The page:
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Civil Procedure

Standing and Mootness After Laidlaw

Friends of the Earth, Inc. v. Laidlaw Environmental Services (TOC), Inc. may prove to be the most important environmental decision since Chevron, U.S.A., Inc. v. Natural Resources Defense Council. Laidlaw's...

Revving the Engines in Neutral: City of Monterey v. Del Monte Dunes at Monterey, Ltd.

Editors' Summary: The U.S. Supreme Court's recent decision in City of Monterey v. Del Monte Dunes at Monterey, Ltd., and its implications for takings challenges, are comprehensively discussed in this Article. The author...

Separating the Scientist's Wheat From the Charlatan's Chaff: Daubert's Role in Toxic Tort Litigation

Editors' Summary: In the wake of Daubert v. Merrell Dow Pharmaceuticals, Inc., it has become increasingly important for the judicial system to discern the reliability of scientific evidence offered by experts in toxic tort cases. In...

Implications of Proposed CERCLA Reforms for Recoveries of Natural Resource Damages

Debate over reforms to the Comprehensive Environmental Response, Compensation, and Liability Act (CERCLA) consumed substantial energy during the 1997 session of Congress, and those deliberations will continue in 1998 with the hope of...

American Telephone & Telegraph Co. v. Compagnie Bruxelles Lambert: A New Line of Defense for Parent Corporations

Editors' Summary: With their often substantial assets, parent corporations make attractive targets for parties seeking to remedy environmental harm. However, by challenging a court's jurisdiction over the parent, the parent may...

Reforming CERCLA's Natural Resource Damage Provisions: A Challenge to the 105th Congress From the Clinton Administration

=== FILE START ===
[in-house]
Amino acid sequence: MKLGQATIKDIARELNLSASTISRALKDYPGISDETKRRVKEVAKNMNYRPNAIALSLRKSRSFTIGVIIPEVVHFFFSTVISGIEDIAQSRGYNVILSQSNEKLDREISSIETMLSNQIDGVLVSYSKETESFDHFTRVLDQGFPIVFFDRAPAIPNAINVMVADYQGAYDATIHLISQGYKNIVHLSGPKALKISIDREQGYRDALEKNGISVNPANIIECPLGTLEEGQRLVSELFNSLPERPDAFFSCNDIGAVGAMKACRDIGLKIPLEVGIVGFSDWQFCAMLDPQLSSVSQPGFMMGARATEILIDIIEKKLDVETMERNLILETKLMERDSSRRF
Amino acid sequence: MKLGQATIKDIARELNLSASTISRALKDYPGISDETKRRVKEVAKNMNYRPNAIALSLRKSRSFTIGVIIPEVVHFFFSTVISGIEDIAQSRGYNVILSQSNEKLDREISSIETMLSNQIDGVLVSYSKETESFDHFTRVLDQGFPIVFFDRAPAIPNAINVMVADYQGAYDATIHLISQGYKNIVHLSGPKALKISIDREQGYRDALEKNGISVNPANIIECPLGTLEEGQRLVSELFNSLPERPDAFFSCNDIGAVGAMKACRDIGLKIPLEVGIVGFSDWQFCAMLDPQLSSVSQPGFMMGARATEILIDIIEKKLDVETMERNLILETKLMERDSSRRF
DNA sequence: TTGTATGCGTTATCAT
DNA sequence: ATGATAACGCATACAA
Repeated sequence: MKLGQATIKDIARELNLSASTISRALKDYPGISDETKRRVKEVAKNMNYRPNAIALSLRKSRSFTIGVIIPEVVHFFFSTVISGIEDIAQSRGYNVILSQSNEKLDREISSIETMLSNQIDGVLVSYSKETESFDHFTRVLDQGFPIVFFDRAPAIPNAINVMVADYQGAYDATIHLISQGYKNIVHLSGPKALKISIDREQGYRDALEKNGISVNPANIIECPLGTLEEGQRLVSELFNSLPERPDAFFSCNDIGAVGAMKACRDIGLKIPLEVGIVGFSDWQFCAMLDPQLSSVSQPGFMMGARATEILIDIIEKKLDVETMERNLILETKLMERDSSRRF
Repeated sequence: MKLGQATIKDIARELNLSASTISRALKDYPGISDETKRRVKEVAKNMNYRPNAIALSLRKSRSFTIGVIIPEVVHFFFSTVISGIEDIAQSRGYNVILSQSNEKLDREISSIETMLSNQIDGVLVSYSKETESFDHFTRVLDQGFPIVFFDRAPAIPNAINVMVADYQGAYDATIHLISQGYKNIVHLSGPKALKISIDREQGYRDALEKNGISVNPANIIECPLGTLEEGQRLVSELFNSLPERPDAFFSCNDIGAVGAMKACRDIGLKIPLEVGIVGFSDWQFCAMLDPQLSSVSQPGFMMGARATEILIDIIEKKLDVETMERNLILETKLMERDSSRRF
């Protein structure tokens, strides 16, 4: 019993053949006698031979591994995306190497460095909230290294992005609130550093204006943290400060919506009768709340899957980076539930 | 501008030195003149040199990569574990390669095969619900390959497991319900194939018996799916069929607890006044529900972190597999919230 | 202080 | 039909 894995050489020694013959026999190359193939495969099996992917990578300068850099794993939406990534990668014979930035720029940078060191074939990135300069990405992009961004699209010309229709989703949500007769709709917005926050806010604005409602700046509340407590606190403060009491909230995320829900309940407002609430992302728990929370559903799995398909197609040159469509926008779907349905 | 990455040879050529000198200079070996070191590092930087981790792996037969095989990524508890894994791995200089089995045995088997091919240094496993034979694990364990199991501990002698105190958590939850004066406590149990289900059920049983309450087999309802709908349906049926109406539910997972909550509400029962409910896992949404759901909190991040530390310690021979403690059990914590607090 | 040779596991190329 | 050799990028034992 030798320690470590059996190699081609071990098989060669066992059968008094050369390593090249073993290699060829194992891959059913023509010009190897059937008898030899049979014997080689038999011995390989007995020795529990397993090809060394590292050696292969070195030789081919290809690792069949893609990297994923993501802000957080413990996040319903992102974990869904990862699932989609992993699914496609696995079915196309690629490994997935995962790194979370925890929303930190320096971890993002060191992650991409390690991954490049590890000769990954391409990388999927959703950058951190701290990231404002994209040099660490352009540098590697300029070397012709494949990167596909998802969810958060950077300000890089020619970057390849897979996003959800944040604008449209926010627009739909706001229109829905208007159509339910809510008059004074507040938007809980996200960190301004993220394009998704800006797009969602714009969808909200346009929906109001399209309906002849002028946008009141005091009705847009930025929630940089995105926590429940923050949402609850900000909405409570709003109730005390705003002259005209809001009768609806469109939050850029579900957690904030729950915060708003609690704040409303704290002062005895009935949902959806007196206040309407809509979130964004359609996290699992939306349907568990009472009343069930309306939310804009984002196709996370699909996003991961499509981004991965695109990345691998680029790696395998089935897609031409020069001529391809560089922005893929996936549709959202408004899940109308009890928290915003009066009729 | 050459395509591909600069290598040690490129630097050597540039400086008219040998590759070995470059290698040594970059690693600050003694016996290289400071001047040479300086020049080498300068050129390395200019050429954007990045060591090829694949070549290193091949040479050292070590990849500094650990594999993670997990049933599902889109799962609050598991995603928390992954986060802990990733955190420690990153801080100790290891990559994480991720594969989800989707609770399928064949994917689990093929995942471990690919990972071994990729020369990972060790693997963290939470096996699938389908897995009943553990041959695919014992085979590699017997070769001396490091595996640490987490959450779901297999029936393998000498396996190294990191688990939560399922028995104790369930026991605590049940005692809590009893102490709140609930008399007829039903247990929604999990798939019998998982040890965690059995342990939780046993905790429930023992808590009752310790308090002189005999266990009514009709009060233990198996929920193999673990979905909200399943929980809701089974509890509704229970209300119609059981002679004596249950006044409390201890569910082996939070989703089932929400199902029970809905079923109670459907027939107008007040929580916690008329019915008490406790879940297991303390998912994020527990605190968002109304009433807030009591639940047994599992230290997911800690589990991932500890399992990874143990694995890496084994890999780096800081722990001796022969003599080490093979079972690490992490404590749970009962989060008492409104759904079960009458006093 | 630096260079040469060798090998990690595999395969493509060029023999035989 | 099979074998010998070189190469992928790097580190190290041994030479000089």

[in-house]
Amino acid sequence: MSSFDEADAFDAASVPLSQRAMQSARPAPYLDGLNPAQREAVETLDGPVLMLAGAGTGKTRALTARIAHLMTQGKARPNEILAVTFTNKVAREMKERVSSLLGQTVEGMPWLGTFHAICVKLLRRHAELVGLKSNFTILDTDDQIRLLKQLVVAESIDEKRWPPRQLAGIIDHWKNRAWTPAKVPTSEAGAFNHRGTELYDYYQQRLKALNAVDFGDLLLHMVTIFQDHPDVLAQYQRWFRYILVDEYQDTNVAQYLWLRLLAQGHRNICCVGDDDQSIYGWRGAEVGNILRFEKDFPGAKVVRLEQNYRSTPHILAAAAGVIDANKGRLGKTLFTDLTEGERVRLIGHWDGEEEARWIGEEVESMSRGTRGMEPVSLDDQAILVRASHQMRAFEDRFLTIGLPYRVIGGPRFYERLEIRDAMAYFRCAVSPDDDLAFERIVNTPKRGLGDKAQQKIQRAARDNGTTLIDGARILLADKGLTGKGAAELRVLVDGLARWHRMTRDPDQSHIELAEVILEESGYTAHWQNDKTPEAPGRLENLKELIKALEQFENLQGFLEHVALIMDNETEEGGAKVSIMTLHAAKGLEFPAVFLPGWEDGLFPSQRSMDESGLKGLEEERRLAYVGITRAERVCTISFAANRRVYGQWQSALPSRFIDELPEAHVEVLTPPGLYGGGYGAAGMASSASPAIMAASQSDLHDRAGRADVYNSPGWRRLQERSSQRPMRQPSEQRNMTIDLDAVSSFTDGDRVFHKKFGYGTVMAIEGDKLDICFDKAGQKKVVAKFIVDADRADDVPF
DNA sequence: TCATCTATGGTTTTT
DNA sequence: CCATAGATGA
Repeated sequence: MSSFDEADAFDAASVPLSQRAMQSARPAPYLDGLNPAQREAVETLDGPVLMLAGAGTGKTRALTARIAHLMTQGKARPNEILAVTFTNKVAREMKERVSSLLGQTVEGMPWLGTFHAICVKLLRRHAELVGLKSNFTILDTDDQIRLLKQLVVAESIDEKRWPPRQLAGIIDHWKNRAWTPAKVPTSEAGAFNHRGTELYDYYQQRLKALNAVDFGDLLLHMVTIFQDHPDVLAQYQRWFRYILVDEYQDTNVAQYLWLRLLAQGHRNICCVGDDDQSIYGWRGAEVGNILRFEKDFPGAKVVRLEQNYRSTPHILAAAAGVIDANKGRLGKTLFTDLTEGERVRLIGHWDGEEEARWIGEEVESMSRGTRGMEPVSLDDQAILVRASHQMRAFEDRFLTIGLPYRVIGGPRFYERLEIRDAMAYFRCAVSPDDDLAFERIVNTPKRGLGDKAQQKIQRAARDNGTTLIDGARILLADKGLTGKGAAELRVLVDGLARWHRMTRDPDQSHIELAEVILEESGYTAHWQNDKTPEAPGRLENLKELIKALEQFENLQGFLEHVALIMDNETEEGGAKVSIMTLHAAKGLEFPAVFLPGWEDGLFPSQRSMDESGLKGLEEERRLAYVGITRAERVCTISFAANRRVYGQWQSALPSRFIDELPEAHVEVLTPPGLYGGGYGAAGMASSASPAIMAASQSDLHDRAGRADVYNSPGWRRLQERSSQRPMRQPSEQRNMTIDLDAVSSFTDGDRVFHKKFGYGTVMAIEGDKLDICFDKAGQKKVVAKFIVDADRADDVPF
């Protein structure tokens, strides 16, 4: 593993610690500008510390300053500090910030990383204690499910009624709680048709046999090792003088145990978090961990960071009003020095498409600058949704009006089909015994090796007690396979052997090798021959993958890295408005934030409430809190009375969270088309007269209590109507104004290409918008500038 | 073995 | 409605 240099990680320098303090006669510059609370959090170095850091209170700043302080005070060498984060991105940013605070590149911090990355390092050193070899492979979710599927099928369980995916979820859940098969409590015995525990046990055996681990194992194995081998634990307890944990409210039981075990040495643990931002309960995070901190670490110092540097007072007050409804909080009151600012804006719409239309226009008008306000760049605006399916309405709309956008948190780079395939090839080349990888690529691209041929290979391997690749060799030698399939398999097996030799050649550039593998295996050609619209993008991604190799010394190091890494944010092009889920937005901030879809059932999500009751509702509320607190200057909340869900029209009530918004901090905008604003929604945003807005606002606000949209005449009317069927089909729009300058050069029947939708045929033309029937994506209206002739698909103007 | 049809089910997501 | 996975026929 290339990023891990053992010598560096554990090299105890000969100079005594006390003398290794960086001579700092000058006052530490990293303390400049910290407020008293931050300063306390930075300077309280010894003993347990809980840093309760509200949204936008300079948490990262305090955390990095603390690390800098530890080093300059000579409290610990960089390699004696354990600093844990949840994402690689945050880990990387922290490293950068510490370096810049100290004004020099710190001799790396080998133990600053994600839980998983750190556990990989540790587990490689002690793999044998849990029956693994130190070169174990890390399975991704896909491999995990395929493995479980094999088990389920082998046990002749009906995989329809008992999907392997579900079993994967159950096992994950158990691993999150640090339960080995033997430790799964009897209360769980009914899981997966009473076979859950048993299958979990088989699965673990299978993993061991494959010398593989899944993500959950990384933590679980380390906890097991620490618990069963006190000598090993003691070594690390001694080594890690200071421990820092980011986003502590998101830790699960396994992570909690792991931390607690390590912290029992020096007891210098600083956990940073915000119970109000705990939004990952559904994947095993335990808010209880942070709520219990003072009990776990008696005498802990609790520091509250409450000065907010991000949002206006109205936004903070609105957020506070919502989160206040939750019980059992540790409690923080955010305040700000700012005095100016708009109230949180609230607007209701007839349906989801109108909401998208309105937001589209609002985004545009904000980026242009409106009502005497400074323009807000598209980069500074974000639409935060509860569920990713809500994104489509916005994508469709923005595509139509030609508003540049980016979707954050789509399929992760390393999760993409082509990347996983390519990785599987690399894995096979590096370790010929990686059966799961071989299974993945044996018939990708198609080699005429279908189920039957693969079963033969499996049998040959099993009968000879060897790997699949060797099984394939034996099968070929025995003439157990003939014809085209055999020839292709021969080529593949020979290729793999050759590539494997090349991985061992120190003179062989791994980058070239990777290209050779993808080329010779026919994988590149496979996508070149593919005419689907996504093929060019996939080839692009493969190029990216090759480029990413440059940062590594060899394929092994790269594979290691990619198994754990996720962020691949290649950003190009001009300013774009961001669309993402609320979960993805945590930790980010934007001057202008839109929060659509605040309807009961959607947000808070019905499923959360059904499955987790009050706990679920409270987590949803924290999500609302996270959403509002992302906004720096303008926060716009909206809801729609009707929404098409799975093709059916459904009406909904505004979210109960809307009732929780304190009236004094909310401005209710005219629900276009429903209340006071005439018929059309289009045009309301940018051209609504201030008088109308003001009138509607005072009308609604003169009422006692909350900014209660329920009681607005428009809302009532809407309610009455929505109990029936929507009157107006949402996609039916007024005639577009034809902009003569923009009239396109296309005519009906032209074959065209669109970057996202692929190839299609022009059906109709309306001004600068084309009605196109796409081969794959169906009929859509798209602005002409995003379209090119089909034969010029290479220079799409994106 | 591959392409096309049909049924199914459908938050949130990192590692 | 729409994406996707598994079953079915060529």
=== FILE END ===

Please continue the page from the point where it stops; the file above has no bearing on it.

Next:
The Comprehensive Emergency Response, Compensation, and Liability Act (CERCLA) authorizes designated trustees to recover damages for injury to natural resources caused by a hazardous substance release. Under its delegated authority, the...

Recent Developments in Federal Wetlands Law: Part II

Editors' Summary: This Article is the second in a series intended to supplement Federal Wetlands Law, a primer that ELR published in 1993 and subsequently incorporated into the Wetlands Deskbook. The...

Chemical Waste Management, Inc. v. U.S. Environmental Protection Agency: When Does a Waste Escape RCRA Subtitle C Regulation?

Congress enacted the Resource Conservation and Recovery Act (RCRA) in 1976, to regulate management of solid and hazardous waste. RCRA Subtitle C regulates hazardous waste management and Subtitle D governs nonhazardous, solid waste. In...

Mixed Waste: A Way to Solve the Quandary

Editors' Summary: Currently, mixed radioactive/hazardous waste is regulated by both the NRC and DOE under the Atomic Energy Act (AEA) and by EPA under RCRA. Despite the agencies' numerous and elaborate attempts to minimize and avoid...

Can States Enforce RCRA at Superfund Sites? The Rocky Mountain Arsenal Decision

Does the Comprehensive Environmental Response, Compensation, and Liability Act (CERCLA)1 suspend the states' authority to enforce environmental laws at sites selected by the federal government for remedial...